… And then they are ripe. Harvest days have supplanted — or at least supplemented — Christmas around here in terms of celebrations. People come together, enjoy the orchard, the sun, the fellowship, the salami. But even those who are generous enough to help pick, don’t know the magic of the miller.
It is an ancient art with a modern twist. Lewis Johnson, our miller at Butte View Olive Oil Mill in Palermo (near Oroville, not in Sicily), is the best of old and new worlds. He knows his switches and centrifuges, but he also knows my olives from his.
This year, early on a Sunday morning, Lewis opened his mill for us. None of his other growers were ready, but we were — and that meant, he was. Rain or shine, in this case rain, he was there to off load our bins burdened with purple drupes, and move them gently into the washer, then the mill. He seemed more eager than us to use a small plastic cup to catch the first golden-green liquid to spill from the separator. It was fruity, smooth on the tongue, and as Lewis said with a smile, “has plenty of heat.”
It is not a lost art — olive milling — it is an evolving art. Now you need to understand three-phase electricity and air pollution districts standards, as well as polyphenols. Art none the less, motivated by a desire to produce, to create, to enjoy.
Any parent who has ever waited for a child to be born knows how we feel this time of year. About mid-September the trees even start to look pregnant, The branches droop as the olives plump up and convert sugar to oil. The sagging branches reveal the silver underside of the leaves, making healthy trees look stressed, the way a woman sighs frequently as the due date approaches. A seasonal worry sets in — over a dry north wind that can make the olives shrivel or the flocks of hungry black birds that come when the tomato, corn, wheat and safflower fields have all been harvested and disced under. Some rain would be nice — if it isn’t too much and the mud can dry before harvesters arrive. We try to keep our concern from escalating into anxiety.
We remember those days — when we needed a stethoscope to listen to Sam and Carly — and how the expectation made the event all the sweeter.
This year, virtually all crops are two to three weeks behind schedule. And the same is true for our olives — more green that should be purple, given the calendar. A real spring (see below) followed by a cool summer means we will begetting closer to winter before harvest is behind us. This year’s harvest is feeling like that baby who has blown right passed the due date with little sign of wanting to leave the womb.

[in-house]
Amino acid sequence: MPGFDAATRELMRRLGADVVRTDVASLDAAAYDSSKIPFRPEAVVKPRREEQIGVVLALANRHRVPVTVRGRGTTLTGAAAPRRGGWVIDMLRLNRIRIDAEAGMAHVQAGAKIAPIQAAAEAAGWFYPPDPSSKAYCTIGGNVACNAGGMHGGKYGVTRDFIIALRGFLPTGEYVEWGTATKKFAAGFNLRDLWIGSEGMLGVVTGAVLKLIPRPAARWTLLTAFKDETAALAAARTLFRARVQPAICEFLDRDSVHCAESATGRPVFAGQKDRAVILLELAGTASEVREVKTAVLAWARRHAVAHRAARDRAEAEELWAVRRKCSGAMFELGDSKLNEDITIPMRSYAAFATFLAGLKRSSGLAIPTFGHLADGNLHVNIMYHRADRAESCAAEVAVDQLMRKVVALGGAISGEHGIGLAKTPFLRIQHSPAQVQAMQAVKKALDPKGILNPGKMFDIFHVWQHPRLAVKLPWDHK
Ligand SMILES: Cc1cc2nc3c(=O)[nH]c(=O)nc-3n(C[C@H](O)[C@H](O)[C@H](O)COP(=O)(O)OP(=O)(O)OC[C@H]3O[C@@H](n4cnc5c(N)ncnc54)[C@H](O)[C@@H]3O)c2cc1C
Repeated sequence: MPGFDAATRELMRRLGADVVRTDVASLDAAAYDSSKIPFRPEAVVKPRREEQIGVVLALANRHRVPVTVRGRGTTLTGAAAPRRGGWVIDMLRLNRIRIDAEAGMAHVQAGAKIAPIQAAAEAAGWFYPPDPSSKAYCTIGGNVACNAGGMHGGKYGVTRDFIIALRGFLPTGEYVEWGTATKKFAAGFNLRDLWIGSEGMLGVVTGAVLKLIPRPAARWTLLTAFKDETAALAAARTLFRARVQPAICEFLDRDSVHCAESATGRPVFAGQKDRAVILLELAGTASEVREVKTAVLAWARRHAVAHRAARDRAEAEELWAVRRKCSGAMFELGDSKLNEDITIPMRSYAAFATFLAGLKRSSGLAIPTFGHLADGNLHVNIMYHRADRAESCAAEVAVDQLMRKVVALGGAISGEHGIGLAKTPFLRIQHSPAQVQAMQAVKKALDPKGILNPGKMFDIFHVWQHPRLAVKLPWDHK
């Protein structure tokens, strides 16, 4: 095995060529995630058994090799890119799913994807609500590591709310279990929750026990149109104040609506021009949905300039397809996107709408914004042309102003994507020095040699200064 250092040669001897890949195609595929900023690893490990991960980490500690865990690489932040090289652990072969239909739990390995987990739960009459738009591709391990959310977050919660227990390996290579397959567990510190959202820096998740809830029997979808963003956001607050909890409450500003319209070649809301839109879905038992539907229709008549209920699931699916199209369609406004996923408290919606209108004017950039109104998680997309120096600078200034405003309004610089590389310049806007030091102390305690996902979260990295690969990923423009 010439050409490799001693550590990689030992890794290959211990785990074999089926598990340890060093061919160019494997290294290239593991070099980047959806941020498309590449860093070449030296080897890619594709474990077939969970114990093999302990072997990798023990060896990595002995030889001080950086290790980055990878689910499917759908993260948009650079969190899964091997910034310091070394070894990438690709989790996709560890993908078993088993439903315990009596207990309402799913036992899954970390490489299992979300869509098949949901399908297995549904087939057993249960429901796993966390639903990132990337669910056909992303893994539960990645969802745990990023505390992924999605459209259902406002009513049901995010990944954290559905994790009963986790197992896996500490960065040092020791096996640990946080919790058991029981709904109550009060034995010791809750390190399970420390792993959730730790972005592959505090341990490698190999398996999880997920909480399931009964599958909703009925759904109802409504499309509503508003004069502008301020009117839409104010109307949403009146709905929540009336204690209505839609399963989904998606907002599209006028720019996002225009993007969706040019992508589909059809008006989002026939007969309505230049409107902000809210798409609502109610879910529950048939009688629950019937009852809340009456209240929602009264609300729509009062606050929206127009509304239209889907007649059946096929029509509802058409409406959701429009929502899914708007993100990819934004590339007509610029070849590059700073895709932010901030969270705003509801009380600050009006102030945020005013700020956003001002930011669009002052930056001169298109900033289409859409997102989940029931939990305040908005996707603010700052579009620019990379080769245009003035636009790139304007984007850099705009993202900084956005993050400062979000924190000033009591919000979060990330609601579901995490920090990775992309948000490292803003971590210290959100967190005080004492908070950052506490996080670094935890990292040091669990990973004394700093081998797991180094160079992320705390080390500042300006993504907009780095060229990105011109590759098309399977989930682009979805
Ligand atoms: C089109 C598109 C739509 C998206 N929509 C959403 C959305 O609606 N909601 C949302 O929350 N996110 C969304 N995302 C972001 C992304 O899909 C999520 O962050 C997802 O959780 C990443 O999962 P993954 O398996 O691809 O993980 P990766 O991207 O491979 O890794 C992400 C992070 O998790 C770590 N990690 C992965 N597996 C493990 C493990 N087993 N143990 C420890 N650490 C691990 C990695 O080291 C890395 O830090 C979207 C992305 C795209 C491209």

Are we extra virgin? Is anyone? The folks at UC Davis released a study this week reporting that most imported (read Mediterranean) olive oil was not extra or even virgin — even if it said so on the label. That is, the oil either had defects (like it was rancid) or even more commonly, it was cut with mineral or nut oils.
The best way to make sure you get the real thing is to know your supplier. But you don’t have to take our word for it. We earned gold medals this year from the Yolo County and the Los Angeles County International Olive Oil competitions. Both events require chemical analysis to independently document our extra virginness — er, well — that we are extra virgin.
The gold medals mean that among the “extra virgins” we have outstanding characteristics, like fruitiness, grassiness, freshness beyond reasonable expectations.
Beyond flavor, it is the “extra virgin” in olive oil that makes it so good for your health.
Don’t be tempted by absurdly low prices or oils from romantic sounding locations. Get the real thing from real people. Trust your brother.
2010: An Actual Spring!
It makes sense that if you endure an honest to goodness winter, you deserve an honest to goodness spring. Typically, spring is 10 seconds long, that brief interlude between cold winter storms and the first 90 degree day accompanied by a strong north wind.
We usually have to work fast during that 10 seconds, to mow weeds, unfurl drip irrigation hoses and check for leaks and clogged emitters. This year, spring rains gave us plenty of time to make the transition, and the trees really enjoyed the April — even May — showers.
We also put in some extra tractor time this spring. In the fall, we planted bell beans in the orchard to naturally capture nitrogen from the air and fix it into the soil.
Blossom also was about two weeks late this year because of the cool weather, but it was still a great show of pale fluorescents. It will be another couple of weeks before we have a good sense how many of those flowers have successfully made the transformation to a baby olive. e feet tall, and hordes of beautiful bees were attracted to the white and purple flowers. The plants were turned under with a disc and harrow, and now that nitrogen is available for the trees.
Harvest is truly a blessing, and this year’s fruit looks spectacular. The real bounty, however, is the fellowship of friends and family who visit and take part in this traditional event – a true Thanksgiving.
The volume in 2009 was less than half the harvest in November 2008. But the quality of fruit was terrific, and the smaller volume allowed us to pay special attention to maturity and quality.